I went to see this movie because I really enjoy watching Angelina Jolie perform, despite the distraction of her oversized lips. I think she is an excellent actress and I'm never bored when I see her on the big screen. Paired up with Clive Owen, I thought the chemistry between the two of them sizzled. I'm wondering what those who voted less than 7 for this picture expected to see when they viewed this movie or even if they did see it.

I thought this movie was great and despite the horrible circumstances and the tragic ending, I left the theatre feeling I had been very entertained. I gave it a 10 and look forward to seeing it again when it comes out on video.
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10/10
Beyond Great
strizzy_25 October 2003
This movie leaves you speechless, and takes you to a new emotional level. I feel this movie will not reach people like it should though... People and Middle America will pass it off and just play it up as Hollywood hype and just really not want to acknowledge what is happening in the real world... This movie is a 10 and I just hope it can bring light to subject matters that just get pushed under the carpet.
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10/10
Gritty, real, and yet not preachy
adrianthewlis25 October 2003
I think they did a magnificent job of showing the stark, gritty, in-your-face reality of life for many people in our world. It wasn't glorified, it wasn't scandalized, there were no quick fixes. Just people struggling to help the handful they can. This is what it's really like.

In addition, the way the arms-smuggling angle was covered was also very deftly handled. It wasn't condoned, the problems, the reasons, the advantages and the consequences were all demonstrated. But at the end of it all the viewer is simply left with the question "so what do you do?"... they sure weren't going to hand over a half-digested pat answer.

Every so often a movie comes along that shows us how "the other half lives", movies like The City of Joy, Baraka, Salaam Bombay. I'd put Beyond Borders in that category. Perhaps not quite as brutally true-to-life as the former, but I think the love-story aspect may pull in some viewers that would otherwise not go anywhere near such sights, and that, I think, is a very good thing.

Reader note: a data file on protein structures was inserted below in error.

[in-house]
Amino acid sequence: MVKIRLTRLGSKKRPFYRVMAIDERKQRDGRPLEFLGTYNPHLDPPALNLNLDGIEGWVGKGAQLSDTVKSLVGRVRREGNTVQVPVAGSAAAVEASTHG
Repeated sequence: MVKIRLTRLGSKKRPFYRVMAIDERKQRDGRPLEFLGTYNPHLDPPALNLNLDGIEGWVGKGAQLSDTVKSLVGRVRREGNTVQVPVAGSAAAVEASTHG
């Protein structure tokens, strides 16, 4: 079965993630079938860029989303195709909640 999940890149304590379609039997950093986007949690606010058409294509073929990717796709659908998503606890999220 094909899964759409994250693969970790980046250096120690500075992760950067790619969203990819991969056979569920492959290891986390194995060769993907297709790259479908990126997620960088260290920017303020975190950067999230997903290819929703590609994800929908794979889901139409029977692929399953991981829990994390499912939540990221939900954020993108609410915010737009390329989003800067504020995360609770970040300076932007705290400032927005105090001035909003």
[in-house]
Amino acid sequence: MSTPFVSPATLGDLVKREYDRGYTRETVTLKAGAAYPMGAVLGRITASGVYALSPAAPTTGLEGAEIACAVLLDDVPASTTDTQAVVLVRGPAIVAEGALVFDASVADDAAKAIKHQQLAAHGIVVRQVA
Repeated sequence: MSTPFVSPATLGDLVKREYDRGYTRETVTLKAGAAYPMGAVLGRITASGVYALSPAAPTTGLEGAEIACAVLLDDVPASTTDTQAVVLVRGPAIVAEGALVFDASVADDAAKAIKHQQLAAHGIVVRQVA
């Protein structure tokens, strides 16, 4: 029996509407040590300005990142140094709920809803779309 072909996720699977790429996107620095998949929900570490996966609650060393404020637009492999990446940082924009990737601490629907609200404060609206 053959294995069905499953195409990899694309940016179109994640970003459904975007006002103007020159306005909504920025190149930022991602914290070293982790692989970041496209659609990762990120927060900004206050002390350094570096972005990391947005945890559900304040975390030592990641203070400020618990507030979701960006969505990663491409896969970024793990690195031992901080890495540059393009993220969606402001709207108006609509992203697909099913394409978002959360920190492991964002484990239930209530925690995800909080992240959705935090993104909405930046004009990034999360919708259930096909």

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10/10
An inspiring, yet heart-breaking film, worthy of being called a real tribute to relief workers and others around the world who try to help others in seemingly hopeless situations and places...
This was a great film! How anyone else can say otherwise is beyond me... I think it is a fine tribute to relief workers and others around the world who both in the present and in the past have risked their lives (and I am sure many a time their sanity) trying to lend a hand in hopeless, horrible places and situations (where people are starving to death, or are displaced because of war, or are dying of preventative diseases, etc. etc. etc.) Angelina Jolie and Clive Owen are spectacular, and portray very well the constant obstacles and risks involved with just SIMPLY TRYING TO HELP OTHERS IN NEED AROUND THE WORLD (whether it be trying to acquire funding from rich and powerful people and countries, or having to negotiate with warlords and governments just to get supplies through, etc., etc.). The movie is never "over-the-top" or "unrealistic" and stays very grounded and real throughout the whole thing. ABSOLUTELY A "10" ON ANY SCALE!
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10/10
A Hidden Gem not to be missed
duncanmethos2 July 2007
I just watched this movie last night and I just have to say WOW.